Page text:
Radio-Frequency Identification, or RFID for short is a generic term for technologies that use radio waves to automatically identify people or objects.
An RFID system may consist of several components including tags, tag readers, edge servers, middleware, and application software.
The purpose of an RFID system is to enable data to be transmitted by a mobile device, called a Tag, which is read by an RFID reader and processed according to the needs of a particular application. The data transmitted by the tag may provide identification or location information, or specifics about the product tagged, such as price, color, date of purchase, etc.
RFID is used for everything from tracking cows and pets to triggering equipment down oil wells. It may sound trite, but the applications are limited only by people’s imagination.
The most common RFID application is for tracking and management. This includes pet and livestock tracking, inventory management and asset tracking, cargo and supply chain logistics, and vehicle tracking as well as collect payments at tolls. RFID is also being used today at local hospitals in multiple applications.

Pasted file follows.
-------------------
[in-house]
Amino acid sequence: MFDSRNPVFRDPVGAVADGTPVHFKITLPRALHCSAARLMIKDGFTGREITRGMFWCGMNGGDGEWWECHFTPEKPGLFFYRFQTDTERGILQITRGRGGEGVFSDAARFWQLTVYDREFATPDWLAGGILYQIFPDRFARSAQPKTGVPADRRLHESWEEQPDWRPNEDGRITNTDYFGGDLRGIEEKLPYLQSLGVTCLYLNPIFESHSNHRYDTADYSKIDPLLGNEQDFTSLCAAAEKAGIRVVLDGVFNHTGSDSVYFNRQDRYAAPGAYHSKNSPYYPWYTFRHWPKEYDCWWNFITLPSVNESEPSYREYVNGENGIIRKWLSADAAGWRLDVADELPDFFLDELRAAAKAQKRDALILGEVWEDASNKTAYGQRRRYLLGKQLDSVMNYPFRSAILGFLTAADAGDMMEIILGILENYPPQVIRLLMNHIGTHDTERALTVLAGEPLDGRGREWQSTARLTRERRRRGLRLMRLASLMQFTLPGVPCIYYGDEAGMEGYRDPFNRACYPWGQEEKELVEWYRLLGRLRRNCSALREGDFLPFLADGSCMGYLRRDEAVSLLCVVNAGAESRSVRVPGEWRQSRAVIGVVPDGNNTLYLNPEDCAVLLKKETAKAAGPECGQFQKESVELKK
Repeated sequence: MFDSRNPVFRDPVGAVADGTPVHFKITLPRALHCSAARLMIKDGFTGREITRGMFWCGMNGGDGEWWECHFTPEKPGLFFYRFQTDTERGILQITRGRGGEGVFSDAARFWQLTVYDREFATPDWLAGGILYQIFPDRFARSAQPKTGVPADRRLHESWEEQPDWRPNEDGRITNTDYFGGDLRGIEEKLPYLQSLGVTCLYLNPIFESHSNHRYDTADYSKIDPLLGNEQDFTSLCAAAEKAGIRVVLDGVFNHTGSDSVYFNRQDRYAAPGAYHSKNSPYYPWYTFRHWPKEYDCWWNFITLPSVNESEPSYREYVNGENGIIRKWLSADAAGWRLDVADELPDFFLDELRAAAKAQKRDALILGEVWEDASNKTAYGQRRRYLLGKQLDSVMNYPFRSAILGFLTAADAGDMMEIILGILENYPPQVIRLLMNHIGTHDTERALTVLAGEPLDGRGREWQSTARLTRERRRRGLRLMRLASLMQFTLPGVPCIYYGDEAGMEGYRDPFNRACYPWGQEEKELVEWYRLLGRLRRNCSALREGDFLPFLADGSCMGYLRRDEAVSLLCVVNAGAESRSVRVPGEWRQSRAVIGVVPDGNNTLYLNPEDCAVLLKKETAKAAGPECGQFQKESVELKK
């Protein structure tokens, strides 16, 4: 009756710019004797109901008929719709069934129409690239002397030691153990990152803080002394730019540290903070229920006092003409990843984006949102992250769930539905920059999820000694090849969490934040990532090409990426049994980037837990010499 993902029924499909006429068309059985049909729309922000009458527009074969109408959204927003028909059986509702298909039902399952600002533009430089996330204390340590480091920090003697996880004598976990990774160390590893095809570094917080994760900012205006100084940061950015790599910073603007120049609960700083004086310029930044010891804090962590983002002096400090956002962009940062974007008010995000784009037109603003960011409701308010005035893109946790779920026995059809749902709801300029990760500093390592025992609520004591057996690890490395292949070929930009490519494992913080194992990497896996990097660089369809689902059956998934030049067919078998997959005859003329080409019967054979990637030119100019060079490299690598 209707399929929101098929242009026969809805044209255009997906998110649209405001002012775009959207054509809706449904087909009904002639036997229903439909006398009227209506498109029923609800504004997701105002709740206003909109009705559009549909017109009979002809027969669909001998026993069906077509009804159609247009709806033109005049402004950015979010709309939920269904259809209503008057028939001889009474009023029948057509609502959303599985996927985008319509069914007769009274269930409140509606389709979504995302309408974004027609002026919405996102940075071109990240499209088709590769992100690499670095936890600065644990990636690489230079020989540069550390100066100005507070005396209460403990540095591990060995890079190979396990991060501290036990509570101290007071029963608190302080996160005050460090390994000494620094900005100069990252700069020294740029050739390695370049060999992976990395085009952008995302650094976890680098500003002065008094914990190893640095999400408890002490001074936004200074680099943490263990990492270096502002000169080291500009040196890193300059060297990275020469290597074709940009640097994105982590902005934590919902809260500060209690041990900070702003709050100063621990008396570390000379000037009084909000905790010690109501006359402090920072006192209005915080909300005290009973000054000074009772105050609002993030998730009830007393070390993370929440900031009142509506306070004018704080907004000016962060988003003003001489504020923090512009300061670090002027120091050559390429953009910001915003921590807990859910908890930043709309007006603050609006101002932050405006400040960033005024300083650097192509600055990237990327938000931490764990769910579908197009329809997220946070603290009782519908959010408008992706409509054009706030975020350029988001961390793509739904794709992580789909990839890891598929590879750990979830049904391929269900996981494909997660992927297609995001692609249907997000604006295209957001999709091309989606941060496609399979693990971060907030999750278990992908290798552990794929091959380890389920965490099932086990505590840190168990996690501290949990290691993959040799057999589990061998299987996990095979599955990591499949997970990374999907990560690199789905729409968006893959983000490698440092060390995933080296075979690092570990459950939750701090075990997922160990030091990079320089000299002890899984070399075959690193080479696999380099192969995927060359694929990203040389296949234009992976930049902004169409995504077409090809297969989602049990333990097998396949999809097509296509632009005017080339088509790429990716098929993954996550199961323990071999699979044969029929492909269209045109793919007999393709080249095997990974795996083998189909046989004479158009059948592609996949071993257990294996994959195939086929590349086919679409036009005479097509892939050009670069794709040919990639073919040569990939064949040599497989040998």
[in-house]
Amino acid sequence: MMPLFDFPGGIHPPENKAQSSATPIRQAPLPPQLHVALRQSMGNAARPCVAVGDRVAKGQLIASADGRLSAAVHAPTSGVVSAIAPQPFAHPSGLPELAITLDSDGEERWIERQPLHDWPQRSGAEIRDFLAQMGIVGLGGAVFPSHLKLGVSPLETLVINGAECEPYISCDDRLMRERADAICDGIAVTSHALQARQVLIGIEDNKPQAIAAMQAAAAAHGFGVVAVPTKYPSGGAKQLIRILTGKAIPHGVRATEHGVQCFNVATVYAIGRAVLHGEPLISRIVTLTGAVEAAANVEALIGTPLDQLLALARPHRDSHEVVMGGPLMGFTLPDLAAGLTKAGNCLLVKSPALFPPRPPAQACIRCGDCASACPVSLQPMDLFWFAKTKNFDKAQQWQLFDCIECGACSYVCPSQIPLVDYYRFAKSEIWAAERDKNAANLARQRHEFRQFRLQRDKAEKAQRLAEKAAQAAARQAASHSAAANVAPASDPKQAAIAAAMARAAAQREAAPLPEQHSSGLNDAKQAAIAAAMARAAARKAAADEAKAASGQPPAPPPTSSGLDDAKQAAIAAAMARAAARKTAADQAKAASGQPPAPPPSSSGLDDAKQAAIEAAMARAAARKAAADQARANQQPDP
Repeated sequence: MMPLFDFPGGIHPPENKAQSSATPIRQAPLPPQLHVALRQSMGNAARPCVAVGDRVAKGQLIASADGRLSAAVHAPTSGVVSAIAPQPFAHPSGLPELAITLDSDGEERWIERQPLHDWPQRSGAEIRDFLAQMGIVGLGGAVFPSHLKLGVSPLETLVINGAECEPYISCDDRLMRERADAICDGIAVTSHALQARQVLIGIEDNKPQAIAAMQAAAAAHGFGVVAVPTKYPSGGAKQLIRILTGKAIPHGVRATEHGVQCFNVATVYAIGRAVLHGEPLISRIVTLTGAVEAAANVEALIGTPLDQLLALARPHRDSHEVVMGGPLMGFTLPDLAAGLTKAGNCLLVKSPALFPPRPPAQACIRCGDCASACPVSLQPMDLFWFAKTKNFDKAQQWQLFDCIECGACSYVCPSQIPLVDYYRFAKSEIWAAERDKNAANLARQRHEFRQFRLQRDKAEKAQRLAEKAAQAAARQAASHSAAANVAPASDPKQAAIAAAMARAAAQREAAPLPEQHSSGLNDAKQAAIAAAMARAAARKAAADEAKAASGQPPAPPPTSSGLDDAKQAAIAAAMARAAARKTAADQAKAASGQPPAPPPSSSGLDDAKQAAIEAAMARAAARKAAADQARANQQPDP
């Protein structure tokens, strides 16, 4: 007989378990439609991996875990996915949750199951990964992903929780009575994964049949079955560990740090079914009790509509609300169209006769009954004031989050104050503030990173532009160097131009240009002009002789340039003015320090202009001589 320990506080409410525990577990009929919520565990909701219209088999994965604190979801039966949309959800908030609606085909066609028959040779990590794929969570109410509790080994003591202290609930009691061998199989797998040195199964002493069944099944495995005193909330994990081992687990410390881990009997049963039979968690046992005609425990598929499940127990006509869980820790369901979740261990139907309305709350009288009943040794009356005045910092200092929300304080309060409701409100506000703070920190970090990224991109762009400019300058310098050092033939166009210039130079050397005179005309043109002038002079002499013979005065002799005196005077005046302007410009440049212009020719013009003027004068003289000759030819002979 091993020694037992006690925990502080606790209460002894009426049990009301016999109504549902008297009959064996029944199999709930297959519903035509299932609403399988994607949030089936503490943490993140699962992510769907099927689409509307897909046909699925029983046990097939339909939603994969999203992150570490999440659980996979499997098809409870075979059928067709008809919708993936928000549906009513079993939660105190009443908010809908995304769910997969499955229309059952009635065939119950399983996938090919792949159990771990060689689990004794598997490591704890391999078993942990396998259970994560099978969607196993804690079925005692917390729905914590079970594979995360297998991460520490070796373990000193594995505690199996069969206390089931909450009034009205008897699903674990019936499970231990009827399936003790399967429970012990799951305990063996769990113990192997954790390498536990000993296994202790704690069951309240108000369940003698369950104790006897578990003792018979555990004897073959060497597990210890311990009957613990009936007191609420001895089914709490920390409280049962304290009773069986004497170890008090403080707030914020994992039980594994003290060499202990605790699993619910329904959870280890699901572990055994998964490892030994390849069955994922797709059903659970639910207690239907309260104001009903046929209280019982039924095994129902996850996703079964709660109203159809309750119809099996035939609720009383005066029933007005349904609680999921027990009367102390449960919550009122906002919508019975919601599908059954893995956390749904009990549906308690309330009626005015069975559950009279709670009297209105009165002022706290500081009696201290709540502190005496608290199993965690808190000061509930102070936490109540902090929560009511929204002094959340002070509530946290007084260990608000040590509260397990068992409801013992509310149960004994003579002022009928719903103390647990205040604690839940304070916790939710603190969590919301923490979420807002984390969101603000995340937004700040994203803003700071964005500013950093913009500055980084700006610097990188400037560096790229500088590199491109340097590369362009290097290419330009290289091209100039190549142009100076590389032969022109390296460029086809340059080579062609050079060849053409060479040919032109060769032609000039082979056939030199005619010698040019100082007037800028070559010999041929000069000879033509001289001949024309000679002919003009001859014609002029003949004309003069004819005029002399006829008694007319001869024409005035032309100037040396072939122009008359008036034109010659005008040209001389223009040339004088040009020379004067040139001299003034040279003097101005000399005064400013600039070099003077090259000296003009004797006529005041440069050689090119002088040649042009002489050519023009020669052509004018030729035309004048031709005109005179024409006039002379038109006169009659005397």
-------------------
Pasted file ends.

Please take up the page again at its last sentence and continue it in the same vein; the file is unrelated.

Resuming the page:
RFID-tagged goods can be tracked easily through warehouses.
In the supply chain for improved visibility and distribution and in security situations for access control.
It may sound trite, but the applications are limited only by people’s imagination.
RFID will help improve the supply chain to its maximum efficiency. This means less money spent on tracking, and more money in profits.
Yes. Many companies around the world use RFID today to improve internal efficiencies. Companies such as Wal-Mart have started the trend by requiring all suppliers to use RFID technology.
RFID can be used to track work in progress and can speed up the flow of goods in a warehouse. The main objective of RFID technology is to reduce the cost of labor used in tracking goods, reduce errors in shipping and overall inventory levels, and to increase the overall efficiency in any field.
RFID is not necessarily "better" than bar codes. The two are different technologies and have different applications, which sometimes overlap. The big difference between the two is bar codes are line-of-sight technology. That is, a scanner has to "see" the bar code to read it, which means people usually have to orient the bar code towards a scanner for it to be read. Radio frequency identification, by contrast, doesn’t require line of sight. RFID tags can be read as long as they are within range of a reader. Bar codes have other shortcomings as well. If a label is ripped, soiled or falls off, there is no way to scan the item. And standard bar codes identify only the manufacturer and product, not the unique item. The bar code on one milk carton is the same as every other, making it impossible to identify which one might pass its expiration date first.